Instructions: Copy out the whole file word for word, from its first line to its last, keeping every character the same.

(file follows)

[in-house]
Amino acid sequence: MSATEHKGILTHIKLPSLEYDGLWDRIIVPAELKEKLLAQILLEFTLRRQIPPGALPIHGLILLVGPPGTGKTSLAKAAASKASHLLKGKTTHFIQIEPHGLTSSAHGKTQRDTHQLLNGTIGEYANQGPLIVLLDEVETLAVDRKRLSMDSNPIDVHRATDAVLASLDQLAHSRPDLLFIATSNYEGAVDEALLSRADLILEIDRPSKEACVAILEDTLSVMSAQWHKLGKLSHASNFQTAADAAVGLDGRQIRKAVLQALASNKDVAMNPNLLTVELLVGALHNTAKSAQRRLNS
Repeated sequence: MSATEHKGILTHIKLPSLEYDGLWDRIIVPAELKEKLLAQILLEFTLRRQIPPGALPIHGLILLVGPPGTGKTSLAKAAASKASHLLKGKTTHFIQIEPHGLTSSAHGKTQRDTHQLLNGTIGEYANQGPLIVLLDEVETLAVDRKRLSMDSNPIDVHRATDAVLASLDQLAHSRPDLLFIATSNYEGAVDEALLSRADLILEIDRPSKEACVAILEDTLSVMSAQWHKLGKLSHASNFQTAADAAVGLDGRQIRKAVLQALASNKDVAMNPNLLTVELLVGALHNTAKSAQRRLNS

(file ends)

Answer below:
[in-house]
Amino acid sequence: MSATEHKGILTHIKLPSLEYDGLWDRIIVPAELKEKLLAQILLEFTLRRQIPPGALPIHGLILLVGPPGTGKTSLAKAAASKASHLLKGKTTHFIQIEPHGLTSSAHGKTQRDTHQLLNGTIGEYANQGPLIVLLDEVETLAVDRKRLSMDSNPIDVHRATDAVLASLDQLAHSRPDLLFIATSNYEGAVDEALLSRADLILEIDRPSKEACVAILEDTLSVMSAQWHKLGKLSHASNFQTAADAAVGLDGRQIRKAVLQALASNKDVAMNPNLLTVELLVGALHNTAKSAQRRLNS
Repeated sequence: MSATEHKGILTHIKLPSLEYDGLWDRIIVPAELKEKLLAQILLEFTLRRQIPPGALPIHGLILLVGPPGTGKTSLAKAAASKASHLLKGKTTHFIQIEPHGLTSSAHGKTQRDTHQLLNGTIGEYANQGPLIVLLDEVETLAVDRKRLSMDSNPIDVHRATDAVLASLDQLAHSRPDLLFIATSNYEGAVDEALLSRADLILEIDRPSKEACVAILEDTLSVMSAQWHKLGKLSHASNFQTAADAAVGLDGRQIRKAVLQALASNKDVAMNPNLLTVELLVGALHNTAKSAQRRLNS